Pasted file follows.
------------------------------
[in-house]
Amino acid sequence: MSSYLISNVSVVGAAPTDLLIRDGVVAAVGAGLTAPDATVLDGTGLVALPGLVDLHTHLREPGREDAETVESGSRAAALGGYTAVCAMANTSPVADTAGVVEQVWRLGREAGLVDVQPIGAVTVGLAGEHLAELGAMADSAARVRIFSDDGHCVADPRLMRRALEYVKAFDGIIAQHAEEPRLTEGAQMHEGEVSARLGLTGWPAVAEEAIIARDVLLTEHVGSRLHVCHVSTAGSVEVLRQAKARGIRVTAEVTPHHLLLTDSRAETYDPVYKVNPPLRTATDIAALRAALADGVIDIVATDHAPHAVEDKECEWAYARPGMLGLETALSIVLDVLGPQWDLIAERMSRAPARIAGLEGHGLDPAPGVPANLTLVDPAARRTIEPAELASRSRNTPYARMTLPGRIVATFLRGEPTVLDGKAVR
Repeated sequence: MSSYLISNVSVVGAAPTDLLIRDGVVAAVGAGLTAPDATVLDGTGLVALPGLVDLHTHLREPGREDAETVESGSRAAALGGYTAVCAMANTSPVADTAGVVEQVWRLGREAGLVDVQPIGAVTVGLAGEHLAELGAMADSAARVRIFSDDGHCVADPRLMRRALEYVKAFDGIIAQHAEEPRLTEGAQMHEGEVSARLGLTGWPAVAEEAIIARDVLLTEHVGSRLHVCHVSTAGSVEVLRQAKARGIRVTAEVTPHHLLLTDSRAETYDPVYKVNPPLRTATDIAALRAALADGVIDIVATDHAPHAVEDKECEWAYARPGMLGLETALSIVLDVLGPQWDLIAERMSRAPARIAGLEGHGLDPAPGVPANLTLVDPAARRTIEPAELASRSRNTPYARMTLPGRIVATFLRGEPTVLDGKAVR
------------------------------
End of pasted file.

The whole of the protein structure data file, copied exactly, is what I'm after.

[in-house]
Amino acid sequence: MSSYLISNVSVVGAAPTDLLIRDGVVAAVGAGLTAPDATVLDGTGLVALPGLVDLHTHLREPGREDAETVESGSRAAALGGYTAVCAMANTSPVADTAGVVEQVWRLGREAGLVDVQPIGAVTVGLAGEHLAELGAMADSAARVRIFSDDGHCVADPRLMRRALEYVKAFDGIIAQHAEEPRLTEGAQMHEGEVSARLGLTGWPAVAEEAIIARDVLLTEHVGSRLHVCHVSTAGSVEVLRQAKARGIRVTAEVTPHHLLLTDSRAETYDPVYKVNPPLRTATDIAALRAALADGVIDIVATDHAPHAVEDKECEWAYARPGMLGLETALSIVLDVLGPQWDLIAERMSRAPARIAGLEGHGLDPAPGVPANLTLVDPAARRTIEPAELASRSRNTPYARMTLPGRIVATFLRGEPTVLDGKAVR
Repeated sequence: MSSYLISNVSVVGAAPTDLLIRDGVVAAVGAGLTAPDATVLDGTGLVALPGLVDLHTHLREPGREDAETVESGSRAAALGGYTAVCAMANTSPVADTAGVVEQVWRLGREAGLVDVQPIGAVTVGLAGEHLAELGAMADSAARVRIFSDDGHCVADPRLMRRALEYVKAFDGIIAQHAEEPRLTEGAQMHEGEVSARLGLTGWPAVAEEAIIARDVLLTEHVGSRLHVCHVSTAGSVEVLRQAKARGIRVTAEVTPHHLLLTDSRAETYDPVYKVNPPLRTATDIAALRAALADGVIDIVATDHAPHAVEDKECEWAYARPGMLGLETALSIVLDVLGPQWDLIAERMSRAPARIAGLEGHGLDPAPGVPANLTLVDPAARRTIEPAELASRSRNTPYARMTLPGRIVATFLRGEPTVLDGKAVR